Thursday, December 28, 2006

Why Does Universal Studios care more about you than Health Canada?

Well, maybe that's just blogger license to get you to read, but as of this Christmas Eve, Universal Studios Hollywood is trans-fat free.

Trans-fats, as covered in one of my prior posts, aren't very good for you. Trans fats have been shown to raise bad cholesterol, raise triglycerides, lower good cholesterol and make our blood stickier increasing the risk of blood clots. Trans fats have also been shown to increase the process of inflammation in our body which in turn has been implicated in heart disease and diabetes and may well also be involved in other disease processes.

Amazingly in Canada despite the wealth of knowledge on the risks of trans-fats, despite the June 2006 final report of Health Canada's trans-fat task force calling for a dramatic regulatory minimization of trans-fat in our food supply, it appears to this outsider at least, that Health Canada has spent the last 6 months apparently doing nothing to try to put their recommendations into action (no doubt much to the joy of the Canadian Restaurants and Food Services Association and the Food and Consumer Products of Canada Association - Merry Christmas Big Food, Love, Health Canada).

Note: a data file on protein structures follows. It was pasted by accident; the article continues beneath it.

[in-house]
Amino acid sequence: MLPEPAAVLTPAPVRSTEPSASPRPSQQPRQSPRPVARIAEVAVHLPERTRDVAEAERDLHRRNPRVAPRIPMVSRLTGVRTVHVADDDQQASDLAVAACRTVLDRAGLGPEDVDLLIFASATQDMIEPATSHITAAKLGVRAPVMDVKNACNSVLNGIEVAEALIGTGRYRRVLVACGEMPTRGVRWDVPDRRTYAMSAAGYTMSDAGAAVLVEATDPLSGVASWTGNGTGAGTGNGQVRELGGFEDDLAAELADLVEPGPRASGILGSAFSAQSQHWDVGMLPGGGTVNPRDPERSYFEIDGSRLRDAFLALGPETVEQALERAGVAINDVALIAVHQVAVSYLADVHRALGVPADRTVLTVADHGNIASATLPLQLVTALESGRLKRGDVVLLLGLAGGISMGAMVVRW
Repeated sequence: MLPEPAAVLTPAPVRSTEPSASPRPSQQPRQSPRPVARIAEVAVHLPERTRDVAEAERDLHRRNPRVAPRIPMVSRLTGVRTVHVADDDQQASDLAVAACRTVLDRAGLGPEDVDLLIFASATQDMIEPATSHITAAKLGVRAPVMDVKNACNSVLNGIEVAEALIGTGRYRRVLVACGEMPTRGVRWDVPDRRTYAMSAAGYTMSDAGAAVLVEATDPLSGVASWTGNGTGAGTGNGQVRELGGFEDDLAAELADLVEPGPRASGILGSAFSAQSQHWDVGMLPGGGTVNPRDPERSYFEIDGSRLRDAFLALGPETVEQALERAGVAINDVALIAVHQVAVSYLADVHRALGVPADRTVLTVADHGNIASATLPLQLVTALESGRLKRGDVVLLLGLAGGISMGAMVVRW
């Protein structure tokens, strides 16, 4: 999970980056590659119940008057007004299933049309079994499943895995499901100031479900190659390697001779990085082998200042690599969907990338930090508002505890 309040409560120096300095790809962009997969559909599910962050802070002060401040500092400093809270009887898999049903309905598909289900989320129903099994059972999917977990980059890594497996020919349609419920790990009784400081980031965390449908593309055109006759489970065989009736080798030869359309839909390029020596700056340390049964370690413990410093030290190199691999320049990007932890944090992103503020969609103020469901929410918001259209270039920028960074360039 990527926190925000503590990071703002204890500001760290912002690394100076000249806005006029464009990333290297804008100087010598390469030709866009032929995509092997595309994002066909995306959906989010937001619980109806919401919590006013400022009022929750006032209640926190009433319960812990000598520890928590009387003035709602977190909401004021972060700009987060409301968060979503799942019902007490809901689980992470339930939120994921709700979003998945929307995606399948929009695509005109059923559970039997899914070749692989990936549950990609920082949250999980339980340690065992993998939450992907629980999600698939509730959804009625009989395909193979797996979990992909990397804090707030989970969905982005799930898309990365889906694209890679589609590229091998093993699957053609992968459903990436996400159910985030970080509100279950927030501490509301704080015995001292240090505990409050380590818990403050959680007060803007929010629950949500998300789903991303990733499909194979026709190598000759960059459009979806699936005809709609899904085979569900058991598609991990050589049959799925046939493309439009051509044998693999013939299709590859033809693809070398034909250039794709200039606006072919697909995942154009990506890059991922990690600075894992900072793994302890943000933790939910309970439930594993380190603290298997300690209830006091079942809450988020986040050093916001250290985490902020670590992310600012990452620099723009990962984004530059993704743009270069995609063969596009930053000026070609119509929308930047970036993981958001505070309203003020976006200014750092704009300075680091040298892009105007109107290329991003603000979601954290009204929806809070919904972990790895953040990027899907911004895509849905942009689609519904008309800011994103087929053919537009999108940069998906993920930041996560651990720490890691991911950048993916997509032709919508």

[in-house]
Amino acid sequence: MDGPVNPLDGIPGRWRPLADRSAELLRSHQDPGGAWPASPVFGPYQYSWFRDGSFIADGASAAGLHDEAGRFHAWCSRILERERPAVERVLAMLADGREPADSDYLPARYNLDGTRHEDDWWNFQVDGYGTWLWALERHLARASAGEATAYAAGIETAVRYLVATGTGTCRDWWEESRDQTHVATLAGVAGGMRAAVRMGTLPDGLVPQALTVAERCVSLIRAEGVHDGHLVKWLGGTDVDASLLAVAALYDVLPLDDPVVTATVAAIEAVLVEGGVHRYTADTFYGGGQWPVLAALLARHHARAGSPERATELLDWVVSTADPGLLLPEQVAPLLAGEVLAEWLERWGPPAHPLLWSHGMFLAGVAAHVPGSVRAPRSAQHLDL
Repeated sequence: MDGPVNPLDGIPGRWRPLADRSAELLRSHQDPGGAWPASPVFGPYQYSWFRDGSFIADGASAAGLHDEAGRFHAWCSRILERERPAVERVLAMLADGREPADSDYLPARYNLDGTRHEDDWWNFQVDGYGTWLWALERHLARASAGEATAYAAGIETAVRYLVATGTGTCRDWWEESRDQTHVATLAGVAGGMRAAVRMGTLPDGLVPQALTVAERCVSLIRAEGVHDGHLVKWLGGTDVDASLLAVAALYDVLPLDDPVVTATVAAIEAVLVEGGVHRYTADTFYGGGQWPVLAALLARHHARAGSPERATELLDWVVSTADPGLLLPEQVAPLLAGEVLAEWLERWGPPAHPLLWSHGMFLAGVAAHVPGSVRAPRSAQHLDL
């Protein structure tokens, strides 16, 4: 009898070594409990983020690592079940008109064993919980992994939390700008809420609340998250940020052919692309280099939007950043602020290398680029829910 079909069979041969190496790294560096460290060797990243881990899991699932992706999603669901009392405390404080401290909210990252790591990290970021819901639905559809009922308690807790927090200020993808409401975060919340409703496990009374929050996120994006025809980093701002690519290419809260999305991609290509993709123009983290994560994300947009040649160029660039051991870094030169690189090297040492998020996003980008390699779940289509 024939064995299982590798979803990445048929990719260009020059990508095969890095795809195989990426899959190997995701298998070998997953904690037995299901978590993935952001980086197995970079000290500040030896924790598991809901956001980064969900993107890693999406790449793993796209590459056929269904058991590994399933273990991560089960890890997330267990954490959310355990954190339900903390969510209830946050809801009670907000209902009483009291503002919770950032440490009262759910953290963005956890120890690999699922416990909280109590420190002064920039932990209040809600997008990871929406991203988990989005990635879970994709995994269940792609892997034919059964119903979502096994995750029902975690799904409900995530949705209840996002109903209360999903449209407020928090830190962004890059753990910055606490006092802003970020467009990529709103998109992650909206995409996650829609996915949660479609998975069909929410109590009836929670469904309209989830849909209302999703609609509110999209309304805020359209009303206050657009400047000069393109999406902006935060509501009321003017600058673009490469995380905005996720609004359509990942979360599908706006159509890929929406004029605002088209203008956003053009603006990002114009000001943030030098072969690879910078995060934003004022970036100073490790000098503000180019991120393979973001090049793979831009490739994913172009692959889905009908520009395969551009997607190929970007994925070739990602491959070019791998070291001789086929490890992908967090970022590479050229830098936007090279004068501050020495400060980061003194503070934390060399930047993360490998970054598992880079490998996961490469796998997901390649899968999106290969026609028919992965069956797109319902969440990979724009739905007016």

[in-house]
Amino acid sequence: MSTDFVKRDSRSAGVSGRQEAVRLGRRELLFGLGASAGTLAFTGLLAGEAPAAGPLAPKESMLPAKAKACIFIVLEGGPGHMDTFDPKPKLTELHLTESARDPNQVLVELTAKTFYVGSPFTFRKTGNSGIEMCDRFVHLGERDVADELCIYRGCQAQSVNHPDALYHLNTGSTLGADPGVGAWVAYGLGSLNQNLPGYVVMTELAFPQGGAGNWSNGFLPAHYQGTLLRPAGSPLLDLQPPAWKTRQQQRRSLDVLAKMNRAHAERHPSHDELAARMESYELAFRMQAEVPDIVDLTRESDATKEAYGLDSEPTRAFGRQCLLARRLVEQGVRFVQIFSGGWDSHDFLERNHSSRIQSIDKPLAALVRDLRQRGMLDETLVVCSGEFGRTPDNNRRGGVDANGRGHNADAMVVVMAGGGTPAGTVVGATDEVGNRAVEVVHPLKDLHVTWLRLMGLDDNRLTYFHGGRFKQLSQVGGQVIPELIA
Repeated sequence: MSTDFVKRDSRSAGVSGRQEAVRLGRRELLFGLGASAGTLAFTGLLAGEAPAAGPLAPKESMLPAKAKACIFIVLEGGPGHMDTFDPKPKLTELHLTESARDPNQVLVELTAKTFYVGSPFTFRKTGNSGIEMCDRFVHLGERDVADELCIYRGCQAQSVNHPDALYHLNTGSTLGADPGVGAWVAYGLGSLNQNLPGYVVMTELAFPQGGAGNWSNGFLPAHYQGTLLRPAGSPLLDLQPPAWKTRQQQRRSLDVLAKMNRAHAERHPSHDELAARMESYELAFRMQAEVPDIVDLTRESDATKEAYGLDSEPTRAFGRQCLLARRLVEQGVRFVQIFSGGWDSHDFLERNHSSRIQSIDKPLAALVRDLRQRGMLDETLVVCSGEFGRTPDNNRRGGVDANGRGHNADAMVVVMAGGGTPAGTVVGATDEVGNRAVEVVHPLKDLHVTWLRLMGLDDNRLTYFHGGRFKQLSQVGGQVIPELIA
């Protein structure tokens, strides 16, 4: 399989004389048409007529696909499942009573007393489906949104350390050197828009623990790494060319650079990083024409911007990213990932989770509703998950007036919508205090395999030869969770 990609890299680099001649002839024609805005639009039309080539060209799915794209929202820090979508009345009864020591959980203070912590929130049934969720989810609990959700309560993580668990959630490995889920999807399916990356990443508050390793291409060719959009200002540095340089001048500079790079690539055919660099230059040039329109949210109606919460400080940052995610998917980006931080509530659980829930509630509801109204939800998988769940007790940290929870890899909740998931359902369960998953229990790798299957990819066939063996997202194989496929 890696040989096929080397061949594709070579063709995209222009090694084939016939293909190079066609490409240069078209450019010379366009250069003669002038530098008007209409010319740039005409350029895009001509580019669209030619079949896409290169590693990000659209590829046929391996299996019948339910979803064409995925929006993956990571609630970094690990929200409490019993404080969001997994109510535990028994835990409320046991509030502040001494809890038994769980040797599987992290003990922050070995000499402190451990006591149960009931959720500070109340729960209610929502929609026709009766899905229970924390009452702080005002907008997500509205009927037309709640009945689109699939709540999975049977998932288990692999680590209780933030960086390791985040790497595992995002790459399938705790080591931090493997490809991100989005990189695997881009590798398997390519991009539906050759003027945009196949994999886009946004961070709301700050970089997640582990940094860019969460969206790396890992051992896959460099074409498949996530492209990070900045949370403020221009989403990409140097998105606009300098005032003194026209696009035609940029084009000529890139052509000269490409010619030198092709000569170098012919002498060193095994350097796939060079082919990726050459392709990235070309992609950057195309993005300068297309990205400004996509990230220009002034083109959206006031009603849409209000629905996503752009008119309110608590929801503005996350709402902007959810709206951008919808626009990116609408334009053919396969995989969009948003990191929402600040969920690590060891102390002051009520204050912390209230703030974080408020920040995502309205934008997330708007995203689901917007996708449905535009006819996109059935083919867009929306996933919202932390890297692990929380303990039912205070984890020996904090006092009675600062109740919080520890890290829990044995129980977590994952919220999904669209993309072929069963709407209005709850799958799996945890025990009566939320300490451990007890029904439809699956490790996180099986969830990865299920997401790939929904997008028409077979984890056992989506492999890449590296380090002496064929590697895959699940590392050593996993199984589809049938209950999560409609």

The thing is, we're talking about a product which without tremendous upheaval (Denmark has been trans-fat free since December 2003) can indeed be removed from the food supply. If applied to North America, according to the Center for Science in the Public interest, a trans-fat ban could save 11,000-30,000 lives per year along with $50 billion in annual health care costs.

I suppose given my experiences with Health Canada and Canada's Food Guide, I shouldn't be too surprised - remember, Health Canada didn't even bother to mention the words trans-fats in the draft of their upcoming new Food Guide.

Sometimes I wish I lived in Denmark.

Kudos to Universal Studios.

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